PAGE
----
At least that’s the way it was, until invasion.
“Yes,” laments Newstead. “For instance, you’re with a man and he’s walking through the forest and he’s looking for bush tucker and he says, ‘Well, I can’t see any of those little purple flowers, down there under those flowers you get tubers and that’s tubers we used to eat.’ But now of course the cattle are all wandering through the state forests, even the deep wilderness, eating all the flowers and changing everything.”
The change to the land now known as Australia has been almost as rapid as the change to Aboriginal art, which whipped up out of the desert like a willy-willy and looks like collapsing back to earth just as fast. Newstead was at the eye of the storm, helping turn Aboriginal art into a multimillion-dollar boom industry before he even had time to take in the big picture.
“My whole experience was a blessing that I certainly didn’t recognise as such at the time,” he says. “I fell into Aboriginal art and I didn’t realise that I was privileged enough to know and meet and communicate with the last of the last of the last people that grew up in full knowledge of what I’ve just been talking about. And once they’re gone, a vast storehouse of living knowledge is lost. No matter what their successors continue to practise, it will never be as potent and as meaningful as it was.
“The whole question of whether there’s a future for Aboriginal art is really the main question. Every art movement has a finite period – it doesn’t matter what art movement in the history of world art – and what we’ve seen is an explosion of paintings during the last 30-odd years, started by a small group of people, increased exponentially. A kind of equivalent of tulip mania happened with the Aboriginal art market, not dissimilar to the interest in Japanese lacquer-ware and art in Paris in the 1880s, intense interest – everybody wanted it – and then 30 years later it was filling the bric-a-brac shops.”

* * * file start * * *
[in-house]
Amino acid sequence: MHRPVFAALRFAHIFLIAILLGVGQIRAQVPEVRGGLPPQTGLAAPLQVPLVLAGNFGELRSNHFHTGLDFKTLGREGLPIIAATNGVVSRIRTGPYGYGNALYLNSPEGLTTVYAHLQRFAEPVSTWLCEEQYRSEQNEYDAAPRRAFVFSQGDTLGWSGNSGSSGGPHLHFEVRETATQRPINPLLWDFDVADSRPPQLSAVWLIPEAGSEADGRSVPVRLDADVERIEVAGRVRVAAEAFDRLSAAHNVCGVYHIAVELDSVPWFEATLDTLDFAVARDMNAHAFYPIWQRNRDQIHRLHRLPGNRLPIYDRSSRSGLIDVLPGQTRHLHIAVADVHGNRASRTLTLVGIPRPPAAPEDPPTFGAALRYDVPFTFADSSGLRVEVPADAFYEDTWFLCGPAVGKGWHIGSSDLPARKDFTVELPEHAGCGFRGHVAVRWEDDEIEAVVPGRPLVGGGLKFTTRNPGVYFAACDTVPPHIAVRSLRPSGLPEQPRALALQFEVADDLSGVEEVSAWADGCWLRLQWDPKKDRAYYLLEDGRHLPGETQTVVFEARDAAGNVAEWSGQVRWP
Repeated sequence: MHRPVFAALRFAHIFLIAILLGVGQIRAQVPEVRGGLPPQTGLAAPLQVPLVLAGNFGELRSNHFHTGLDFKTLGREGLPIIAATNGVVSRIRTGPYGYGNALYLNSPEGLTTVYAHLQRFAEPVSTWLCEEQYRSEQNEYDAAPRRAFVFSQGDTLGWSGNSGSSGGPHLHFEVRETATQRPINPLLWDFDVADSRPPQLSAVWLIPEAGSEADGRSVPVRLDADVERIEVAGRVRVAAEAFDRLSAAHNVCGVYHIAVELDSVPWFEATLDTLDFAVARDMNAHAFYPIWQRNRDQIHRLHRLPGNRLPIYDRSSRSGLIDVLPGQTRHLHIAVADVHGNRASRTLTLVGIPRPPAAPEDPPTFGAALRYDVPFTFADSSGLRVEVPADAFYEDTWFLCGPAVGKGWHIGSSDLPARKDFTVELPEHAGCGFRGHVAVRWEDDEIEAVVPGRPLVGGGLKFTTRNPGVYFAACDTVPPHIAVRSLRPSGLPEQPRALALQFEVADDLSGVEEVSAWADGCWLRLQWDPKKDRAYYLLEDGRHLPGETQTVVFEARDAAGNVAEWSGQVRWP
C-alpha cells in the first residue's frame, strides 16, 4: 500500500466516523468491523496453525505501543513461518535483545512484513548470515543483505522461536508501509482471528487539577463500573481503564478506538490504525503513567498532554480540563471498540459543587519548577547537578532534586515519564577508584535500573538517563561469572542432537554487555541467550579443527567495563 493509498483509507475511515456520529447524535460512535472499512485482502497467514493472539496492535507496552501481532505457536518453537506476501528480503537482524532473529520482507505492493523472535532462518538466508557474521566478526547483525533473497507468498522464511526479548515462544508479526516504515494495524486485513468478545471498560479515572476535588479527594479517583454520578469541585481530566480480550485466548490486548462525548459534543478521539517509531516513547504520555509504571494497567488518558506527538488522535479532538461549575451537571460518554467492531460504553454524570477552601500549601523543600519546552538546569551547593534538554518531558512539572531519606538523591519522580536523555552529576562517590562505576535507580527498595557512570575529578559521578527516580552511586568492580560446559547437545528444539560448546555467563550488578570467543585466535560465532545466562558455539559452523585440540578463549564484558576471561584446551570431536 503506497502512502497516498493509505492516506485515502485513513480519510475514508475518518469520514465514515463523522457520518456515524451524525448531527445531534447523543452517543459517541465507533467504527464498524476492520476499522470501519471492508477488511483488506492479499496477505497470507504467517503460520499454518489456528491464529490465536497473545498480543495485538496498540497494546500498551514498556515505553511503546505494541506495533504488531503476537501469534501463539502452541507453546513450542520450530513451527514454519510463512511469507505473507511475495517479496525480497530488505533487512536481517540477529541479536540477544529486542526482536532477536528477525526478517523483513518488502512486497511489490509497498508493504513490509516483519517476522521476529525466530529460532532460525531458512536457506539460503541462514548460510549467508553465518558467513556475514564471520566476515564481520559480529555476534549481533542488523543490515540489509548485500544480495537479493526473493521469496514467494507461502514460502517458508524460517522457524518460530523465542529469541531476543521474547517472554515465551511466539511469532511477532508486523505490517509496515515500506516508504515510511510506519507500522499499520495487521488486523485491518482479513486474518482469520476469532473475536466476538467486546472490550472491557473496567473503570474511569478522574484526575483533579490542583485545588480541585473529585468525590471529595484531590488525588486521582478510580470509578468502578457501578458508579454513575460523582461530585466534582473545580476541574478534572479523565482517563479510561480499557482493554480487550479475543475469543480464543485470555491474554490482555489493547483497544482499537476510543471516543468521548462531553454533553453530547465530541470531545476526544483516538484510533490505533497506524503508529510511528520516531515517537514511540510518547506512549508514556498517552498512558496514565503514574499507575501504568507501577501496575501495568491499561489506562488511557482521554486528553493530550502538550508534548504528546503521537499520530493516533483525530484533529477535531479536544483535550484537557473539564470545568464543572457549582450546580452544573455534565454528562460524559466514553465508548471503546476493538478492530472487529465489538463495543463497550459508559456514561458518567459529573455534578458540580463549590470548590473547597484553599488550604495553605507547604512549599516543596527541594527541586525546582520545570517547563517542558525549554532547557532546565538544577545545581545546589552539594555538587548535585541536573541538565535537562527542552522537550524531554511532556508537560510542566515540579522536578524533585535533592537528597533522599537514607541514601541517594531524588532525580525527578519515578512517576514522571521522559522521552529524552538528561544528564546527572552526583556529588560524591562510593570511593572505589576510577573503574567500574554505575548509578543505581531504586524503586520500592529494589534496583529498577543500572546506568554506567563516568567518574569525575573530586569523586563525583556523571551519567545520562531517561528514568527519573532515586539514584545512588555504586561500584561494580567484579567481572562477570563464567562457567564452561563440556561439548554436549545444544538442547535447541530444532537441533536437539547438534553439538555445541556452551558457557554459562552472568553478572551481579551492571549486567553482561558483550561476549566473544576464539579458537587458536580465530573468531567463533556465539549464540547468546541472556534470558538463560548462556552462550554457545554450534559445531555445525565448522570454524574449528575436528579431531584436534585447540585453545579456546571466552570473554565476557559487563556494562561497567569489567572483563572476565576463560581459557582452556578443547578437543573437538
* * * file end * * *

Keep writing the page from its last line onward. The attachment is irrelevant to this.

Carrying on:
In his book, Newstead charts the often damaging effect of the media on Aboriginal art and the artists who produce it. “Artists, traders, curators, academics and advocates all felt the industry was being ‘murdered by Murdoch’,” he writes.
Newstead notes that the way Aboriginal artists have been attacked for producing collaborative works can be seen as a kind of “covert racism”, especially when a white artist such as Damien Hirst is celebrated for using assistants and admitting he can’t even paint.
“It only came about through a certain amount of commercial skulduggery and ignorance,” says Newstead. “Aboriginal art, whether it was practised as body painting or ground construction – whatever it was before the rectangle entered into their consciousness in the form of painting in acrylic paints in colour – it was quite formally collaborative and intended as a way of teaching and passing down knowledge and that’s what painting has become.
“Most Aboriginal people paint with kids beside them and they tell the story and they sing the song. I think it’s only natural that somebody should assist their mother or their father or their aunty or their sister in doing a painting. How do they pass on important cultural information, unless they can sit side by side and work together?”
Newstead’s understanding of the art comes from 30 years of friendships with the artists – the kind of relationships that don’t come so easily between dealers and the people in whose work they deal. In the book, he writes: “The truth is that the majority of non-specialist dealers and gallery owners rarely had deep friendships with Aboriginal artists in the field.”